Around this time last year, I was struggling with designing a child's tank dress, and when I encountered struggle with shaping the bodice, I gave up on the design, and morphed that piece into something else. In the past year of knitting, I have done some pattern modification, and eventually some designing, and have gained confidence in my ability to knit beyond the pattern. I took a giant leap as a knitter, and I credit blogging. Besides reading other blogs as an endless source of inspiration and information, this blog has forced me to be more thoughtful, more purposeful in my knitting, and my brain is engaged in my knitting more than ever.
I joined the CAL as a way of committing myself to successfully executing a design, and finishing the project, no matter the frustration or lack of initial success. I wanted to knit through the problems, and frog until I got it right. I wanted to further challenge myself and write up a sized pattern when it was done. I have been inspired by the incredible designs here, and the tenacity with which the designers are sticking with their projects. This has been a great KAL for me, since it really pushed me past my usual failings as a knitter.
So it is with a little pride that can say that although it took several tries to get the bodice right, but I am finally satisfied with the denim tank.
Pattern: Pisces Camisole, designed by me
Yarn & Needles: Rowan Denim/Elann Den-im-nit - I noticed no discernible difference in the yarns, US 8 needle.
This camisole was conceived as a way to use up some oddballs in the stash. I have tons of leftover lightweight cotton yarns in the 250-350 yd range, perfect for summery tops for my little girl, including denim, one of the Create Along yarns.
My original intent was to come up with a basic tank recipe which I could easily modify in gauge or details, but I got inspired by the fishtail lace pattern and created with this lacy-but-rugged layering piece. It's no standard tank top recipe, but after knitting the bodice multiple times, I have a real sense of how to shape armholes and necklines without a pattern as a guide. I also know to consider edging details and bulk under the arms. So, I am satisfied that I have learned enough about tank construction to begin cranking out more little tops for Rosebud.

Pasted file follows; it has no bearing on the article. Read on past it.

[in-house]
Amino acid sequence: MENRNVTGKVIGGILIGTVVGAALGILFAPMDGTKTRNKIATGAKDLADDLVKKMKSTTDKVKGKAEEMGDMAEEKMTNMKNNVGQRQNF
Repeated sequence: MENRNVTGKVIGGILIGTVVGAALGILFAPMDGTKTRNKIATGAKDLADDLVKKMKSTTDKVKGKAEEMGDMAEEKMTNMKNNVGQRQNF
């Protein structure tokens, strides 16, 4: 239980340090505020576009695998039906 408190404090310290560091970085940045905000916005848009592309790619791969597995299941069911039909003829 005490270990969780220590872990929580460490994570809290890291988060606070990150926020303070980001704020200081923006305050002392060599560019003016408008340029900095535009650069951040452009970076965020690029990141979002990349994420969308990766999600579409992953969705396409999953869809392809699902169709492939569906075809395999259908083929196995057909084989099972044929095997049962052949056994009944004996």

The neckline went through several iterations, including the blogged-about applied i-cord which I can only now call wishful thinking. It was a good idea, but in reality, it was way too bulky for the top, and it had no relation to the rest of the piece. I needed something simple, something that would mirror the scoop neck of most of her cotton tanks. The desired rounded look for the neckline of the tank was finally achieved through short-rows. The finish around the neckline was achieved with a simple, decorative bind off, and the armholes have a row of single crochet to flatten them a bit.
I did keep a lot of detailed notes as I made this camisole, hoping to further challenge myself and write up a sized pattern. However, I began to run out of steam (hence the wishful post about the i-cord) and the notetaking suffered at the end. The decreases around the straps are, um, improvised; those beads are not just for decoration.
Of course, I could swatch a bit or reknit just a bodice piece and carefully perfect the line of the tank. Sizing would be a piece of cake -- just add or subtract a lace repeat.
I think I'll just be satisfied with the tank as it is. An original design by me.
And the name? First, I used the Fishtail Lace pattern. And my Rosebud? She loves the water, and a Pisces, too.
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